U.K. officials adopting more steps to stop the spread of avian influenza
Residents asked not to bring their poultry outside until end of February
By Diego Flammini
Assistant Editor, North American Content
After new outbreaks of highly pathogenic avian influenza (HPAI), officials throughout the United Kingdom are taking additional measures to keep the disease from spreading.
Outbreaks in England, Wales and Scotland prompted the chief veterinary officer to tell chicken, turkey and duck producers to keep their birds inside until Feb. 28. A ban on poultry shows also remains in place.
“The Prevention Zone means anyone who keeps poultry such as chickens, ducks and geese, even as pets, must take action to stop them coming into contact with wild birds to protect them from avian flu,” chief veterinary officer Nigel Gibbens said, according to Cornwall Live.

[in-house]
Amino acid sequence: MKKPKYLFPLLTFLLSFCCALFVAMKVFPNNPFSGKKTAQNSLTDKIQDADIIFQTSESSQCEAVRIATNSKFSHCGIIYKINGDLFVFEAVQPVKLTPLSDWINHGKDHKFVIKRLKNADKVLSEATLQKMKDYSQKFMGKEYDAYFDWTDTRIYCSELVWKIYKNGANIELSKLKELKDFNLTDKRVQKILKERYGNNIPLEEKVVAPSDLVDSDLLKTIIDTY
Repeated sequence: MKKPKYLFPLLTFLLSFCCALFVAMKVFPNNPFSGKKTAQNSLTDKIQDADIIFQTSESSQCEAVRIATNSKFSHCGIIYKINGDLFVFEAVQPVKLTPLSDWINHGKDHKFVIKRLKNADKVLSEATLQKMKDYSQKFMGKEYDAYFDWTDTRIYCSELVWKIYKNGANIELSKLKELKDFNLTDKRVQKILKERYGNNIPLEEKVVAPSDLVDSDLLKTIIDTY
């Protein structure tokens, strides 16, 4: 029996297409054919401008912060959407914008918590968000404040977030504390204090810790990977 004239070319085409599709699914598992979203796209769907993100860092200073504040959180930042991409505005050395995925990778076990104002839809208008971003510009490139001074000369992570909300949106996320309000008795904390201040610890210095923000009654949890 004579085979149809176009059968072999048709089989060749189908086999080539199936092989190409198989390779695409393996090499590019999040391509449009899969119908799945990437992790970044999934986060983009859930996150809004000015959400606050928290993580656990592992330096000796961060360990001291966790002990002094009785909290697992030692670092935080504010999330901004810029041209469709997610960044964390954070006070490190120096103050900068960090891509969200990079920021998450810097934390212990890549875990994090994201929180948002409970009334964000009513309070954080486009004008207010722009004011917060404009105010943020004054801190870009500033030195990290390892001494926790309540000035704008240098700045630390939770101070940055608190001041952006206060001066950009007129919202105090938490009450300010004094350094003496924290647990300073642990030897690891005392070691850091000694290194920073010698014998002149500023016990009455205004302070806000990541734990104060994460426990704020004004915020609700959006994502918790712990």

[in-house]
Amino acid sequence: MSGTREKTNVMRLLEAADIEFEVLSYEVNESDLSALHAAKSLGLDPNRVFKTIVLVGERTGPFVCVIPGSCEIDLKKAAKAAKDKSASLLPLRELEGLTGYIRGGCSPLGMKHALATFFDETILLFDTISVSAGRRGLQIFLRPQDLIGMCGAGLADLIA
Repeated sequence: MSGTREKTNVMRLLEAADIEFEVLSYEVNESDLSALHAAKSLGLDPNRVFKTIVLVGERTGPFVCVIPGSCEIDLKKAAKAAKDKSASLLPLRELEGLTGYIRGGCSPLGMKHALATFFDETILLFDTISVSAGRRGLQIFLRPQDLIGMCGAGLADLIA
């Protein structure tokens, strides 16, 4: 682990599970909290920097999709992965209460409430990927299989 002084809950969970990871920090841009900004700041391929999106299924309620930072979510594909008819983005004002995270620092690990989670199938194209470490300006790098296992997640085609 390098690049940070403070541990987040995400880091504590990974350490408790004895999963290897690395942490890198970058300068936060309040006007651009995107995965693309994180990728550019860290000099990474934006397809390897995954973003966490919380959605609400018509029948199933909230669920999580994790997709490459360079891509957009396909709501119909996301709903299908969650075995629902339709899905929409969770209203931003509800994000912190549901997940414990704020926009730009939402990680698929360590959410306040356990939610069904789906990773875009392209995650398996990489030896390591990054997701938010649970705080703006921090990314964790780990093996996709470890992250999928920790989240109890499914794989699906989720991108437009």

Gibbens said birds should be put into a suitable building or temporary enclosures. Water and food should also be kept inside to ensure infected wild birds don’t contaminate it.
In South America, Chile is also dealing with an outbreak of avian influenza.
Chile’s Agriculture and Livestock Service confirmed on Friday that a strain of bird flu was discovered at a turkey production plant in the Valparaiso region, according to a Reuters report.
Lab tests show the strain is of low pathogenicity and poses little threat to animal health.
Reuters report nearly 350,000 birds will be destroyed in Chile and quarantines have been put in place.